Lindsey Hayes MD, PhD

Associate Professor of Neurology

Department of Neurology
855 N. Wolfe Street
Baltimore, MD 21205
Room: Rangos 288
Lab Page
Areas of Research
Neurobiology of Disease
Cellular + Molecular Neuroscience

Graduate Program Affiliations

Neuroscience Training Program

Disruption of RNA and protein trafficking in neurodegeneration

The Hayes laboratory studies the disruption of RNA and protein trafficking in neurodegeneration with a particular interest in TDP-43, an RNA binding protein disrupted in amyotrophic lateral sclerosis (ALS), frontotemporal dementia (FTD), and related disorders. Although the causes of ALS and FTD are diverse and only partially understood, a common unifying feature is the nuclear clearance and cytoplasmic aggregation of TDP-43. The upstream cause of TDP-43 mislocalization in disease remains unclear, but abundant evidence suggests that TDP-43 disruption is involved in disease pathogenesis. There is also growing evidence for disruption of other RNA-binding proteins in ALS and FTD, highlighting a critical role for RNA-protein interactions in neuronal biology. We are particularly interested in how nucleocytoplasmic transport and RNA processing intersect to regulate the localization and physiological functions of RNA-binding proteins. Studies in the lab focus on the mechanism and regulation of TDP-43 nucleocytoplasmic transport, the role of RNA in regulating TDP-43 localization and function, and the development of RNA-based approaches to attenuate TDP-43 disruption in disease. To that end, we utilize cellular and molecular techniques in immortalized cell lines and neurons as well as biochemical, biophysical, and computational methods. Our overarching goal is to improve our understanding of the molecular rules governing TDP-43 homeostasis and originate novel therapeutic approaches for neurodegeneration.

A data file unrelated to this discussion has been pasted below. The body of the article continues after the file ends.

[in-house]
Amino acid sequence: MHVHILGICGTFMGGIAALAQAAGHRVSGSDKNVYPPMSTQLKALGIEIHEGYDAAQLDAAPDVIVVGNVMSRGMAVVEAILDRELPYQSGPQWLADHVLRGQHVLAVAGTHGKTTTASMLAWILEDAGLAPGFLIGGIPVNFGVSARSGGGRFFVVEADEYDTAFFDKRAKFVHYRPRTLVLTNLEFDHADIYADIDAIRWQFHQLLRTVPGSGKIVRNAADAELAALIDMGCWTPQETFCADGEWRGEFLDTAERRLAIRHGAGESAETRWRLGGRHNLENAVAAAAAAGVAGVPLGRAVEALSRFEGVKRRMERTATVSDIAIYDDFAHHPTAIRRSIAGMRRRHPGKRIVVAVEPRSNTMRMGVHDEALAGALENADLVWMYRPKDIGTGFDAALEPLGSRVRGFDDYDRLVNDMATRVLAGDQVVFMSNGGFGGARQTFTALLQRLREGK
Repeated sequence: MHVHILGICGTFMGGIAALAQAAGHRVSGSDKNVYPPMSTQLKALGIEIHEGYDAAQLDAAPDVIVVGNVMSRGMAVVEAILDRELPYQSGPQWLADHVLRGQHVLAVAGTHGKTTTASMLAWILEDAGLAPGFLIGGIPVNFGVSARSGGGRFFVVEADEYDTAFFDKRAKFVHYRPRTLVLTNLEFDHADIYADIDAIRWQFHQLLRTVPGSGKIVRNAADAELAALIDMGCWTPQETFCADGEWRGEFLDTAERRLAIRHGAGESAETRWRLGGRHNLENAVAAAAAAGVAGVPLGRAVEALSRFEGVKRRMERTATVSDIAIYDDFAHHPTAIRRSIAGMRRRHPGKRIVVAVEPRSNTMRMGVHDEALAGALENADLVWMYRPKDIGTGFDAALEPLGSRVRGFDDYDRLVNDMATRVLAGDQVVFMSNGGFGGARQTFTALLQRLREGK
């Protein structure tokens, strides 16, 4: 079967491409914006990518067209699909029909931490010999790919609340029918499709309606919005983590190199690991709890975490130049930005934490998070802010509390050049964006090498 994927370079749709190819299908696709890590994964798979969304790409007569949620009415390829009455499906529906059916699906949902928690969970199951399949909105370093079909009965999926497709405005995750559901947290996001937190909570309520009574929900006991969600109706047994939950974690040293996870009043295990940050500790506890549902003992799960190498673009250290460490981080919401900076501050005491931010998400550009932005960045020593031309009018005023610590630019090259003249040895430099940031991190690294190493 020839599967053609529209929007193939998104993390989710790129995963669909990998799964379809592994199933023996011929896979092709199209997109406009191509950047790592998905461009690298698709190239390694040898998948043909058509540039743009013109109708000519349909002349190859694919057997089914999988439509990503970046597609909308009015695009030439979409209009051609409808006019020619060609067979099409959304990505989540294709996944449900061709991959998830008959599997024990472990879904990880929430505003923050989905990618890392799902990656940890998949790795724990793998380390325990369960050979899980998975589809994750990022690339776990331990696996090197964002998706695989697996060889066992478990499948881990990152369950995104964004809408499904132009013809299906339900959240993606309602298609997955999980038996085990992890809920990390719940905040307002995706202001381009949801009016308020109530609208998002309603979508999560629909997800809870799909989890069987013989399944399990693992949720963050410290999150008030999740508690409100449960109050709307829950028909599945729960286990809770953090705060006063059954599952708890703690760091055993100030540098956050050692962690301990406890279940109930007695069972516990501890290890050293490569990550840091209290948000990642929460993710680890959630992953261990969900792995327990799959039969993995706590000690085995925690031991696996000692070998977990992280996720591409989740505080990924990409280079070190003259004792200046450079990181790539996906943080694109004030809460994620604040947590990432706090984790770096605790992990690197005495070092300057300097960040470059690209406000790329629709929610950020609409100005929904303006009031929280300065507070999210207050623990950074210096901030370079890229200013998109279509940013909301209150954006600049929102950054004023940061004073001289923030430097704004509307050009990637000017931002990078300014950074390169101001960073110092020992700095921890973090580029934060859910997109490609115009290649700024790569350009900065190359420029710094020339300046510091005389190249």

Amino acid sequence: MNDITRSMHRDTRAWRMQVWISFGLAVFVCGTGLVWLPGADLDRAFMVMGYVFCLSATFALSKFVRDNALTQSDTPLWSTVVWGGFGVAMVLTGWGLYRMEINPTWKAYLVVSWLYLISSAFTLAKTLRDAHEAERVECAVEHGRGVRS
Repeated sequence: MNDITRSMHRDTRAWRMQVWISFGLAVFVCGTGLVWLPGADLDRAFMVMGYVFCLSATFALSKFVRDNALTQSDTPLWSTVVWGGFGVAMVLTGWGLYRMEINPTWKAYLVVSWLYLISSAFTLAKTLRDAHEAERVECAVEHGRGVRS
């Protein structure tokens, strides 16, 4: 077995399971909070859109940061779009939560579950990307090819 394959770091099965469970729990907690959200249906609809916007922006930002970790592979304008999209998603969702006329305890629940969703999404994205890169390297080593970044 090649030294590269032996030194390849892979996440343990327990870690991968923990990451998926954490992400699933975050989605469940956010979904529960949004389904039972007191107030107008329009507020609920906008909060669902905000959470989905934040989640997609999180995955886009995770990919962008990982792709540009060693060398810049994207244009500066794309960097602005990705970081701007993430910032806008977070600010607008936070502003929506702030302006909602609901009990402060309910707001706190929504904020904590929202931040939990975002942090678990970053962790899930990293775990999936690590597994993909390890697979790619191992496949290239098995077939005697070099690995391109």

Back to faculty profiles